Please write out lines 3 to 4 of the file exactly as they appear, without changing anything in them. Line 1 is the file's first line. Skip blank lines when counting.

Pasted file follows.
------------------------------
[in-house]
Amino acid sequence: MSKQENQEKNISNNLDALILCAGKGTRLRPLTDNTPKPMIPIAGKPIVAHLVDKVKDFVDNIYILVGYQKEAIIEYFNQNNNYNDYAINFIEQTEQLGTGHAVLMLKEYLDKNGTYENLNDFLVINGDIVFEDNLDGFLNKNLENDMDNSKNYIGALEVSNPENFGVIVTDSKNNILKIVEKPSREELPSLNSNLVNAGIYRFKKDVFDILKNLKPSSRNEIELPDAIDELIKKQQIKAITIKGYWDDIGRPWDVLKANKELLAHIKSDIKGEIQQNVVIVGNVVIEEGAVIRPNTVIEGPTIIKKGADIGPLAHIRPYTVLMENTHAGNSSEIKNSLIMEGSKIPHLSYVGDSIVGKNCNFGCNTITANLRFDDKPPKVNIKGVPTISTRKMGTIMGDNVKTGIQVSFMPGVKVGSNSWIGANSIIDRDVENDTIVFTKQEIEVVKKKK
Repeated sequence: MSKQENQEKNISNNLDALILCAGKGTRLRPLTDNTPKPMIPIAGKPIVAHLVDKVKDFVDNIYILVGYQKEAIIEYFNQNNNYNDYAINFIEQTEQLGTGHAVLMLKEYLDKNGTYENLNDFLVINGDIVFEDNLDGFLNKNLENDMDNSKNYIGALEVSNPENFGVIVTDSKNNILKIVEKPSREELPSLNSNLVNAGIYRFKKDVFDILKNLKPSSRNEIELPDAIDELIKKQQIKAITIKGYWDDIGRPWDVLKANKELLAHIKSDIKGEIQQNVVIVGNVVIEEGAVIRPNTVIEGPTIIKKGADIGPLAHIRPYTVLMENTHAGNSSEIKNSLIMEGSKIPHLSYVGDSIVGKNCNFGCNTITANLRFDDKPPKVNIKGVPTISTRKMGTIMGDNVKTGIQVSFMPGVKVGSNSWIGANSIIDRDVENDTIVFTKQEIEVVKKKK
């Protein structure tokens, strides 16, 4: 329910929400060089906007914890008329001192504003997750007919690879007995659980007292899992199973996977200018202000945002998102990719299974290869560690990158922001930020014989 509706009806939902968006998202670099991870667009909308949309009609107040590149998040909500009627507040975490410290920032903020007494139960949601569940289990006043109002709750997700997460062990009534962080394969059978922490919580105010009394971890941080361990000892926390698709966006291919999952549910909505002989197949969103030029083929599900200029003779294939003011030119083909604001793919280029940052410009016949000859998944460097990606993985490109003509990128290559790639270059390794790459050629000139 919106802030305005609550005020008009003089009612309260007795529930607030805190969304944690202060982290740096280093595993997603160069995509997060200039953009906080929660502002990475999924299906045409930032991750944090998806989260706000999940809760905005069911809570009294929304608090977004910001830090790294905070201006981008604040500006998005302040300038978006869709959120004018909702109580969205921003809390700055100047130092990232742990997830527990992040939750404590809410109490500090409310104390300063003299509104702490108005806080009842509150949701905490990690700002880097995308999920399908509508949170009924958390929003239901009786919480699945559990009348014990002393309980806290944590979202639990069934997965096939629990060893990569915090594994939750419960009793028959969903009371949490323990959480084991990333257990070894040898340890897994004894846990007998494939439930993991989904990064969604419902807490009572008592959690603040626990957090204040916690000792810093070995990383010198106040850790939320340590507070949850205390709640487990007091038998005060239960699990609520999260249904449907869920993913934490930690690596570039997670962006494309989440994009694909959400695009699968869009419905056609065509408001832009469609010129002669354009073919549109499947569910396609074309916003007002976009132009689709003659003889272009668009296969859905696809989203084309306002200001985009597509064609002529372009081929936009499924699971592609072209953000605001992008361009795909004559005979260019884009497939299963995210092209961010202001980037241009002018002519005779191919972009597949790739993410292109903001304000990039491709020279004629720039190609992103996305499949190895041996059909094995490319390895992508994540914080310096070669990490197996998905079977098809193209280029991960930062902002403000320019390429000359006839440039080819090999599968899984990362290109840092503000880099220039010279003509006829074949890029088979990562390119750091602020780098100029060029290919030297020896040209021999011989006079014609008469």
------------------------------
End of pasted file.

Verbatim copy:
Repeated sequence: MSKQENQEKNISNNLDALILCAGKGTRLRPLTDNTPKPMIPIAGKPIVAHLVDKVKDFVDNIYILVGYQKEAIIEYFNQNNNYNDYAINFIEQTEQLGTGHAVLMLKEYLDKNGTYENLNDFLVINGDIVFEDNLDGFLNKNLENDMDNSKNYIGALEVSNPENFGVIVTDSKNNILKIVEKPSREELPSLNSNLVNAGIYRFKKDVFDILKNLKPSSRNEIELPDAIDELIKKQQIKAITIKGYWDDIGRPWDVLKANKELLAHIKSDIKGEIQQNVVIVGNVVIEEGAVIRPNTVIEGPTIIKKGADIGPLAHIRPYTVLMENTHAGNSSEIKNSLIMEGSKIPHLSYVGDSIVGKNCNFGCNTITANLRFDDKPPKVNIKGVPTISTRKMGTIMGDNVKTGIQVSFMPGVKVGSNSWIGANSIIDRDVENDTIVFTKQEIEVVKKKK
């Protein structure tokens, strides 16, 4: 329910929400060089906007914890008329001192504003997750007919690879007995659980007292899992199973996977200018202000945002998102990719299974290869560690990158922001930020014989 509706009806939902968006998202670099991870667009909308949309009609107040590149998040909500009627507040975490410290920032903020007494139960949601569940289990006043109002709750997700997460062990009534962080394969059978922490919580105010009394971890941080361990000892926390698709966006291919999952549910909505002989197949969103030029083929599900200029003779294939003011030119083909604001793919280029940052410009016949000859998944460097990606993985490109003509990128290559790639270059390794790459050629000139 919106802030305005609550005020008009003089009612309260007795529930607030805190969304944690202060982290740096280093595993997603160069995509997060200039953009906080929660502002990475999924299906045409930032991750944090998806989260706000999940809760905005069911809570009294929304608090977004910001830090790294905070201006981008604040500006998005302040300038978006869709959120004018909702109580969205921003809390700055100047130092990232742990997830527990992040939750404590809410109490500090409310104390300063003299509104702490108005806080009842509150949701905490990690700002880097995308999920399908509508949170009924958390929003239901009786919480699945559990009348014990002393309980806290944590979202639990069934997965096939629990060893990569915090594994939750419960009793028959969903009371949490323990959480084991990333257990070894040898340890897994004894846990007998494939439930993991989904990064969604419902807490009572008592959690603040626990957090204040916690000792810093070995990383010198106040850790939320340590507070949850205390709640487990007091038998005060239960699990609520999260249904449907869920993913934490930690690596570039997670962006494309989440994009694909959400695009699968869009419905056609065509408001832009469609010129002669354009073919549109499947569910396609074309916003007002976009132009689709003659003889272009668009296969859905696809989203084309306002200001985009597509064609002529372009081929936009499924699971592609072209953000605001992008361009795909004559005979260019884009497939299963995210092209961010202001980037241009002018002519005779191919972009597949790739993410292109903001304000990039491709020279004629720039190609992103996305499949190895041996059909094995490319390895992508994540914080310096070669990490197996998905079977098809193209280029991960930062902002403000320019390429000359006839440039080819090999599968899984990362290109840092503000880099220039010279003509006829074949890029088979990562390119750091602020780098100029060029290919030297020896040209021999011989006079014609008469």